The charm of Nice is the “Promenade des Anglais”, the beautiful seaside promenade that dazzles with its beautiful Belle Epoque (like the Negresco) or Art Déco buildings (like the Palais de la Méditerranée, a legendary casino transformed into a hotel-casino).
The Antibes dock is the most elegant on the coast: there you will find the most famous, competing with each other for the title of the biggest and most elegant yachts.
The whole city is an walk though architectural treasures: the opera, Old Nice with palaces along its alleyways (Lascaris Palace) and that, strangely, bring Italy to mind; its baroque churches filled with works of art, its fountains, the Cours Saleya, the flower market, the Belle Epoque buildings that make up most of the city, the Roman ruins, the Matisse and Chagall Museums. Nice is a surprise. It is a majestic city. It is an architectural museum that beats to the tempo of the Mediterranean waters that caress its beach of rounded stones.
One of the most unique towns on the Riviera is Èze, which lies 427 meters above sea level. It was built like a labyrinth of streets and stairs in which the houses seem to be woven into an intricate design. The view from its castle, whose ruins house a beautiful botanic cactus garden, is surprising and spectacular. However, the most attractive place is the Château Eza, a marvelous hotel-restaurant whose fascinating construction —several houses of stone—stands guard over a dizzying cliff. This Medieval town is home to several artists who give it a singular personality.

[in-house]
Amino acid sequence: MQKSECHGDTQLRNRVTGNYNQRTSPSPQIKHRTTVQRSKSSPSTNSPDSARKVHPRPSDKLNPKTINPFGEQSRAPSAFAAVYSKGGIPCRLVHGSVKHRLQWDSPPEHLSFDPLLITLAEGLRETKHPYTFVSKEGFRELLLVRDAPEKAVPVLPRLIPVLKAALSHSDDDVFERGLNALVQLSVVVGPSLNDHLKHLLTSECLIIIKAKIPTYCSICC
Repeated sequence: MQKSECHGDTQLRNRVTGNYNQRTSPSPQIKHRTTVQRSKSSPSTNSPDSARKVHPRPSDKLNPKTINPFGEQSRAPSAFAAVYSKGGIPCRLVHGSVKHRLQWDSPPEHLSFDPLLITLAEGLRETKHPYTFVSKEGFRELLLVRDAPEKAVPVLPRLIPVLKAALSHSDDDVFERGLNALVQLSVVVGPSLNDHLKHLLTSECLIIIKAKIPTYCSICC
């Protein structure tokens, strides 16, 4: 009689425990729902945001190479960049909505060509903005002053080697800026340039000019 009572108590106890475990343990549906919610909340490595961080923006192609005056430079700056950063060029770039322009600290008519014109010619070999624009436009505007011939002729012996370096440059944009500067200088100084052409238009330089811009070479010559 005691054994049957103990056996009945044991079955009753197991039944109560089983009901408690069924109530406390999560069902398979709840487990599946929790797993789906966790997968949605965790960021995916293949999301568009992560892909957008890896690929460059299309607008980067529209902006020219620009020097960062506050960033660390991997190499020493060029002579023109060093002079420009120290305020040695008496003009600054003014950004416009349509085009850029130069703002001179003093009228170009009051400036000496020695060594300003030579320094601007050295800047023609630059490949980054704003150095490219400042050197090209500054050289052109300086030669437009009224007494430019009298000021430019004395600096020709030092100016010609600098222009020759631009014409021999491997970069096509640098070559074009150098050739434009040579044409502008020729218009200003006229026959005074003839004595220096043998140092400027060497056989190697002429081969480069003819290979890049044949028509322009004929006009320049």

Here, as on the whole Côte d’Azur, the men play “pétanque”, with metal balls that have to reach the “cochonnet”, a small wooden ball, endlessly arguing about who got closer. These voices, the ringing bells of the baroque church and the singing of the cicadas are the music of the region.
At the foot of those high mountains, between Nice and Monaco, are small towns and elegant mansions built at the edge of the sea. Villefranche-sur-mer —dominated by the forts of Cap Ferrat and Saint-Jean-Cap-Ferrat, with their beautiful gardens and imposing residences hidden among the foliage—, Beaulieu-sur-mer —with “La Rotonda” (old Hotel Bristol) and the Kérylos villa, a copy of an antique Greek palace—, and Cap D’Ail, where extravagant mansions —some of which were the homes of celebrities like the Marchioness de Sévigné and Greta Garbo —are hidden among nature’s riches. One of these is Cap Estel, recently renovated and transformed into an exclusive hotel.
The Côte d’Azur delights us with its towns hidden in the sides of the hills or on rocks, with the glamour of Cannes and Nice, with the elegance of its mansions, the majesty of its coast. A journey through the Blue Coast is the unending pleasure of discovering this Riviera that throbs under the shade of the Alps and reflects the marvels of its beckoning blue waters.
Text: Patrick Monney ± Photo: Patrick Monney